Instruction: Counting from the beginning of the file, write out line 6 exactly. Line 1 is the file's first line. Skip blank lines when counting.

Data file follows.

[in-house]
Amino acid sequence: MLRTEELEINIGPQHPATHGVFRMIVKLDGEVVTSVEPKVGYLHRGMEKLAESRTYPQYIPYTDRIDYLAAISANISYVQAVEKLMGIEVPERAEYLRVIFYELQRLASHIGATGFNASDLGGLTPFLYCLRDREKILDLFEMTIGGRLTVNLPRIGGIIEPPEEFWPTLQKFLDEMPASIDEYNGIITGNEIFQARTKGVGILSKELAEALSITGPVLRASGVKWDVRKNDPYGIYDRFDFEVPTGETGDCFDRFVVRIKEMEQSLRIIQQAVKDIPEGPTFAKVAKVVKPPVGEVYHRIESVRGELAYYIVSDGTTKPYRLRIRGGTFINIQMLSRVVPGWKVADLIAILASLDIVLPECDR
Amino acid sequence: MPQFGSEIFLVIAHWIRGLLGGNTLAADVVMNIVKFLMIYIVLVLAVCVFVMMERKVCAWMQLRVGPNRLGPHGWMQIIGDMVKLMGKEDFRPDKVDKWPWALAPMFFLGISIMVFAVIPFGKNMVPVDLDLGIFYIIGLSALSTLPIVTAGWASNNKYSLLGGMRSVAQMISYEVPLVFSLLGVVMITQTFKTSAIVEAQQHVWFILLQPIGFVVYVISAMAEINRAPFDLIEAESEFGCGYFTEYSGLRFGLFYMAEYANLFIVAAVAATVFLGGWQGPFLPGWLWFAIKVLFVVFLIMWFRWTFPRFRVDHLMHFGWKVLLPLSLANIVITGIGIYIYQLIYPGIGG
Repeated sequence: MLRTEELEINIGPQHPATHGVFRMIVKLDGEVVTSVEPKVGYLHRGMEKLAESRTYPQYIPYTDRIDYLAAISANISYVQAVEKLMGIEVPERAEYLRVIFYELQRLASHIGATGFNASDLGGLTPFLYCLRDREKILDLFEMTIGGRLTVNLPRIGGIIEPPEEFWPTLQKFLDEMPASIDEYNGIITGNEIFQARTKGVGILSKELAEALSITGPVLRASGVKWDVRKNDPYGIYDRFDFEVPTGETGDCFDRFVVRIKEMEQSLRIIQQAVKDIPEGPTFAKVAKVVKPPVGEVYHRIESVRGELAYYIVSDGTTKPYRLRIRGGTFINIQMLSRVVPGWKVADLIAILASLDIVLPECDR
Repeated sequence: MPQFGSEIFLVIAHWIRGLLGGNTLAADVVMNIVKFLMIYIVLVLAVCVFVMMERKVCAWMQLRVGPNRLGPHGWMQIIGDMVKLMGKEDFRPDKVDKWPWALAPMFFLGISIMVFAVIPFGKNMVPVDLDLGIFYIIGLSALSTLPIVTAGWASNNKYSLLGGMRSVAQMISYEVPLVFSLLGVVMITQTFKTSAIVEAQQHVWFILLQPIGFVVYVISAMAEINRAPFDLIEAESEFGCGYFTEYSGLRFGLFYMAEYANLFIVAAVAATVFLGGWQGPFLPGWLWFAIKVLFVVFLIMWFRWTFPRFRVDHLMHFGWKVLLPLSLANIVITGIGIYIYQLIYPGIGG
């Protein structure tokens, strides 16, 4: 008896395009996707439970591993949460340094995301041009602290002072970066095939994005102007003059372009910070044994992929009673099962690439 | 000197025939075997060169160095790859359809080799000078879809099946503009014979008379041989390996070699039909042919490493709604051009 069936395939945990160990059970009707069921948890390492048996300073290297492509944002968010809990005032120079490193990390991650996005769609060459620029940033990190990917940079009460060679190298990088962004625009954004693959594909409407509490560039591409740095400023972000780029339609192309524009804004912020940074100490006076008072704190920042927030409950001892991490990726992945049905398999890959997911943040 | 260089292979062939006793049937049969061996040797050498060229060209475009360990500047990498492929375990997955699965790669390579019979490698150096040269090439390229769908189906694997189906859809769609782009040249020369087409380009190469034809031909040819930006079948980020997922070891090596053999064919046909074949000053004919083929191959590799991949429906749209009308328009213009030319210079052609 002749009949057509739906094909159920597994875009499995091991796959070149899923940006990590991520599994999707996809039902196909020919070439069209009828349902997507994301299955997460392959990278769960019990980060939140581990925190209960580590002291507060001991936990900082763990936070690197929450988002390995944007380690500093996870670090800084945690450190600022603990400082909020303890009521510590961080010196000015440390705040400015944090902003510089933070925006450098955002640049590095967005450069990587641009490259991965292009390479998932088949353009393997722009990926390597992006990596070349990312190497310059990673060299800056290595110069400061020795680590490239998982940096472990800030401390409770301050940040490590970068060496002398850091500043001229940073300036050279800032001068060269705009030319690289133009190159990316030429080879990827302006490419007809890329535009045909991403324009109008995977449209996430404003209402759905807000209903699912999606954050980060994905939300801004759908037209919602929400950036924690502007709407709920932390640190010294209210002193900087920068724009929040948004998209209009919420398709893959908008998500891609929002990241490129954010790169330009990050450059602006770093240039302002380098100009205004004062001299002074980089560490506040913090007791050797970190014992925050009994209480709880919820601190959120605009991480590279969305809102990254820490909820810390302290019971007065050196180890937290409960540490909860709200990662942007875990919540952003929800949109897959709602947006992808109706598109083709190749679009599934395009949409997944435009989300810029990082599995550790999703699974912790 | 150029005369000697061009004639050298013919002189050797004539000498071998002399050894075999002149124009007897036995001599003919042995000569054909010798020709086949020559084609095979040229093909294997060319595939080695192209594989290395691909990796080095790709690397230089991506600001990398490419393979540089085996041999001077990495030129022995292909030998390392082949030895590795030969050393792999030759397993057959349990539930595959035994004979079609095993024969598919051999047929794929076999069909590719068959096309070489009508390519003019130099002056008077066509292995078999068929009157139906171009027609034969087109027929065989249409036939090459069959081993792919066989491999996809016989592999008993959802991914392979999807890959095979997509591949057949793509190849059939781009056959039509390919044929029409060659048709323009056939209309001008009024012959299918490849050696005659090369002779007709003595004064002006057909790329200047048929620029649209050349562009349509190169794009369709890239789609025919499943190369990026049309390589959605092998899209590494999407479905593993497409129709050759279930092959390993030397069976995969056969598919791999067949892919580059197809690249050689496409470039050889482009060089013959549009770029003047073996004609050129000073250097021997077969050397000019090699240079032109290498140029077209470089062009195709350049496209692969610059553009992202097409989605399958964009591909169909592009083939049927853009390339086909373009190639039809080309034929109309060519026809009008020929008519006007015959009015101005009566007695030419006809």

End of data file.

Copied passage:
């Protein structure tokens, strides 16, 4: 008896395009996707439970591993949460340094995301041009602290002072970066095939994005102007003059372009910070044994992929009673099962690439 | 000197025939075997060169160095790859359809080799000078879809099946503009014979008379041989390996070699039909042919490493709604051009 069936395939945990160990059970009707069921948890390492048996300073290297492509944002968010809990005032120079490193990390991650996005769609060459620029940033990190990917940079009460060679190298990088962004625009954004693959594909409407509490560039591409740095400023972000780029339609192309524009804004912020940074100490006076008072704190920042927030409950001892991490990726992945049905398999890959997911943040 | 260089292979062939006793049937049969061996040797050498060229060209475009360990500047990498492929375990997955699965790669390579019979490698150096040269090439390229769908189906694997189906859809769609782009040249020369087409380009190469034809031909040819930006079948980020997922070891090596053999064919046909074949000053004919083929191959590799991949429906749209009308328009213009030319210079052609 002749009949057509739906094909159920597994875009499995091991796959070149899923940006990590991520599994999707996809039902196909020919070439069209009828349902997507994301299955997460392959990278769960019990980060939140581990925190209960580590002291507060001991936990900082763990936070690197929450988002390995944007380690500093996870670090800084945690450190600022603990400082909020303890009521510590961080010196000015440390705040400015944090902003510089933070925006450098955002640049590095967005450069990587641009490259991965292009390479998932088949353009393997722009990926390597992006990596070349990312190497310059990673060299800056290595110069400061020795680590490239998982940096472990800030401390409770301050940040490590970068060496002398850091500043001229940073300036050279800032001068060269705009030319690289133009190159990316030429080879990827302006490419007809890329535009045909991403324009109008995977449209996430404003209402759905807000209903699912999606954050980060994905939300801004759908037209919602929400950036924690502007709407709920932390640190010294209210002193900087920068724009929040948004998209209009919420398709893959908008998500891609929002990241490129954010790169330009990050450059602006770093240039302002380098100009205004004062001299002074980089560490506040913090007791050797970190014992925050009994209480709880919820601190959120605009991480590279969305809102990254820490909820810390302290019971007065050196180890937290409960540490909860709200990662942007875990919540952003929800949109897959709602947006992808109706598109083709190749679009599934395009949409997944435009989300810029990082599995550790999703699974912790 | 150029005369000697061009004639050298013919002189050797004539000498071998002399050894075999002149124009007897036995001599003919042995000569054909010798020709086949020559084609095979040229093909294997060319595939080695192209594989290395691909990796080095790709690397230089991506600001990398490419393979540089085996041999001077990495030129022995292909030998390392082949030895590795030969050393792999030759397993057959349990539930595959035994004979079609095993024969598919051999047929794929076999069909590719068959096309070489009508390519003019130099002056008077066509292995078999068929009157139906171009027609034969087109027929065989249409036939090459069959081993792919066989491999996809016989592999008993959802991914392979999807890959095979997509591949057949793509190849059939781009056959039509390919044929029409060659048709323009056939209309001008009024012959299918490849050696005659090369002779007709003595004064002006057909790329200047048929620029649209050349562009349509190169794009369709890239789609025919499943190369990026049309390589959605092998899209590494999407479905593993497409129709050759279930092959390993030397069976995969056969598919791999067949892919580059197809690249050689496409470039050889482009060089013959549009770029003047073996004609050129000073250097021997077969050397000019090699240079032109290498140029077209470089062009195709350049496209692969610059553009992202097409989605399958964009591909169909592009083939049927853009390339086909373009190639039809080309034929109309060519026809009008020929008519006007015959009015101005009566007695030419006809």